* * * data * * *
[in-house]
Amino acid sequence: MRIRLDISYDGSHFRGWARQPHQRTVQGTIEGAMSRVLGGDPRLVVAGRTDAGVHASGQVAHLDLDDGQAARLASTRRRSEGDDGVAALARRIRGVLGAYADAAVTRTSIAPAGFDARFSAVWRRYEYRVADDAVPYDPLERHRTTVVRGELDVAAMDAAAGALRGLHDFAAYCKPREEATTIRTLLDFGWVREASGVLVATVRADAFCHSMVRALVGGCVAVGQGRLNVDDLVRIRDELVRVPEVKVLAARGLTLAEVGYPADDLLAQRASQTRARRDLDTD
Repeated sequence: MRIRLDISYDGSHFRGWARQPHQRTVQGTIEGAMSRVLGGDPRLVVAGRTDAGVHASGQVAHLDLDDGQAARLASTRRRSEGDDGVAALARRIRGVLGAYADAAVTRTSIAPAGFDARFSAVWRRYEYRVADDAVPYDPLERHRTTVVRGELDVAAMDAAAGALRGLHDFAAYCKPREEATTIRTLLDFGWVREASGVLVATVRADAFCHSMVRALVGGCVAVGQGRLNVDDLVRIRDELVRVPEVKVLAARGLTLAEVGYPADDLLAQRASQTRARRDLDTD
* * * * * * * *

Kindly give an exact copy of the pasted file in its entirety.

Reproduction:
[in-house]
Amino acid sequence: MRIRLDISYDGSHFRGWARQPHQRTVQGTIEGAMSRVLGGDPRLVVAGRTDAGVHASGQVAHLDLDDGQAARLASTRRRSEGDDGVAALARRIRGVLGAYADAAVTRTSIAPAGFDARFSAVWRRYEYRVADDAVPYDPLERHRTTVVRGELDVAAMDAAAGALRGLHDFAAYCKPREEATTIRTLLDFGWVREASGVLVATVRADAFCHSMVRALVGGCVAVGQGRLNVDDLVRIRDELVRVPEVKVLAARGLTLAEVGYPADDLLAQRASQTRARRDLDTD
Repeated sequence: MRIRLDISYDGSHFRGWARQPHQRTVQGTIEGAMSRVLGGDPRLVVAGRTDAGVHASGQVAHLDLDDGQAARLASTRRRSEGDDGVAALARRIRGVLGAYADAAVTRTSIAPAGFDARFSAVWRRYEYRVADDAVPYDPLERHRTTVVRGELDVAAMDAAAGALRGLHDFAAYCKPREEATTIRTLLDFGWVREASGVLVATVRADAFCHSMVRALVGGCVAVGQGRLNVDDLVRIRDELVRVPEVKVLAARGLTLAEVGYPADDLLAQRASQTRARRDLDTD